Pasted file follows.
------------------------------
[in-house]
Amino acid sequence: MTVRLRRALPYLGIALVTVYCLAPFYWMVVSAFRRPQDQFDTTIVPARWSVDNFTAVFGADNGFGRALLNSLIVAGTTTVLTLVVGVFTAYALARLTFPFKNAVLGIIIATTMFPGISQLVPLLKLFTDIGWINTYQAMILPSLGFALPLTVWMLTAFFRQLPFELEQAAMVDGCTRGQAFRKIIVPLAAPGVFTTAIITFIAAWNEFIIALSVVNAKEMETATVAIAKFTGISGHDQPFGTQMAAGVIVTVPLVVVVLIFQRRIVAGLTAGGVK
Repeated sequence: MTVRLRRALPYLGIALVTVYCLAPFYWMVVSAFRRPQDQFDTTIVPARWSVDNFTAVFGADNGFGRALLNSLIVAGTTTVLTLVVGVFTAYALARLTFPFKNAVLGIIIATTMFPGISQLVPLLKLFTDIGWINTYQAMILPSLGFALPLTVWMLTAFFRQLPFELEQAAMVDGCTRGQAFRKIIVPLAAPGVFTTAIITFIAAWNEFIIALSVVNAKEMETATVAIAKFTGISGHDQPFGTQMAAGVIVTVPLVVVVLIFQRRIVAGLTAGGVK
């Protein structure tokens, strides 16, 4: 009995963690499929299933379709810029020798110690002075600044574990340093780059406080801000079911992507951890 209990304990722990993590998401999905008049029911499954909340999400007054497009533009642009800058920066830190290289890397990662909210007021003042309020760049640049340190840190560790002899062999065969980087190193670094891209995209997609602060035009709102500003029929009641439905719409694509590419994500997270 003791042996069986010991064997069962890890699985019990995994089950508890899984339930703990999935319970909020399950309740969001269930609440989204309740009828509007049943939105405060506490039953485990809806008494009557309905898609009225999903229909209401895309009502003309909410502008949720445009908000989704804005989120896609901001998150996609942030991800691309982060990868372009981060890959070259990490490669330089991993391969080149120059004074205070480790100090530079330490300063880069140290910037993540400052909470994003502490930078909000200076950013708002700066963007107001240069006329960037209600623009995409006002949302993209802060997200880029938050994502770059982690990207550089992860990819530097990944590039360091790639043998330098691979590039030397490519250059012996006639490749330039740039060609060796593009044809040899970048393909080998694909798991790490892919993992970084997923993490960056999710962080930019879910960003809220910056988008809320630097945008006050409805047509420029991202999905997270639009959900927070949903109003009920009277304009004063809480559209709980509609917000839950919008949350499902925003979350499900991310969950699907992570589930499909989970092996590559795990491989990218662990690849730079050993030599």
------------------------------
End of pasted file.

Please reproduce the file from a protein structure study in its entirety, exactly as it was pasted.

[in-house]
Amino acid sequence: MTVRLRRALPYLGIALVTVYCLAPFYWMVVSAFRRPQDQFDTTIVPARWSVDNFTAVFGADNGFGRALLNSLIVAGTTTVLTLVVGVFTAYALARLTFPFKNAVLGIIIATTMFPGISQLVPLLKLFTDIGWINTYQAMILPSLGFALPLTVWMLTAFFRQLPFELEQAAMVDGCTRGQAFRKIIVPLAAPGVFTTAIITFIAAWNEFIIALSVVNAKEMETATVAIAKFTGISGHDQPFGTQMAAGVIVTVPLVVVVLIFQRRIVAGLTAGGVK
Repeated sequence: MTVRLRRALPYLGIALVTVYCLAPFYWMVVSAFRRPQDQFDTTIVPARWSVDNFTAVFGADNGFGRALLNSLIVAGTTTVLTLVVGVFTAYALARLTFPFKNAVLGIIIATTMFPGISQLVPLLKLFTDIGWINTYQAMILPSLGFALPLTVWMLTAFFRQLPFELEQAAMVDGCTRGQAFRKIIVPLAAPGVFTTAIITFIAAWNEFIIALSVVNAKEMETATVAIAKFTGISGHDQPFGTQMAAGVIVTVPLVVVVLIFQRRIVAGLTAGGVK
């Protein structure tokens, strides 16, 4: 009995963690499929299933379709810029020798110690002075600044574990340093780059406080801000079911992507951890 209990304990722990993590998401999905008049029911499954909340999400007054497009533009642009800058920066830190290289890397990662909210007021003042309020760049640049340190840190560790002899062999065969980087190193670094891209995209997609602060035009709102500003029929009641439905719409694509590419994500997270 003791042996069986010991064997069962890890699985019990995994089950508890899984339930703990999935319970909020399950309740969001269930609440989204309740009828509007049943939105405060506490039953485990809806008494009557309905898609009225999903229909209401895309009502003309909410502008949720445009908000989704804005989120896609901001998150996609942030991800691309982060990868372009981060890959070259990490490669330089991993391969080149120059004074205070480790100090530079330490300063880069140290910037993540400052909470994003502490930078909000200076950013708002700066963007107001240069006329960037209600623009995409006002949302993209802060997200880029938050994502770059982690990207550089992860990819530097990944590039360091790639043998330098691979590039030397490519250059012996006639490749330039740039060609060796593009044809040899970048393909080998694909798991790490892919993992970084997923993490960056999710962080930019879910960003809220910056988008809320630097945008006050409805047509420029991202999905997270639009959900927070949903109003009920009277304009004063809480559209709980509609917000839950919008949350499902925003979350499900991310969950699907992570589930499909989970092996590559795990491989990218662990690849730079050993030599």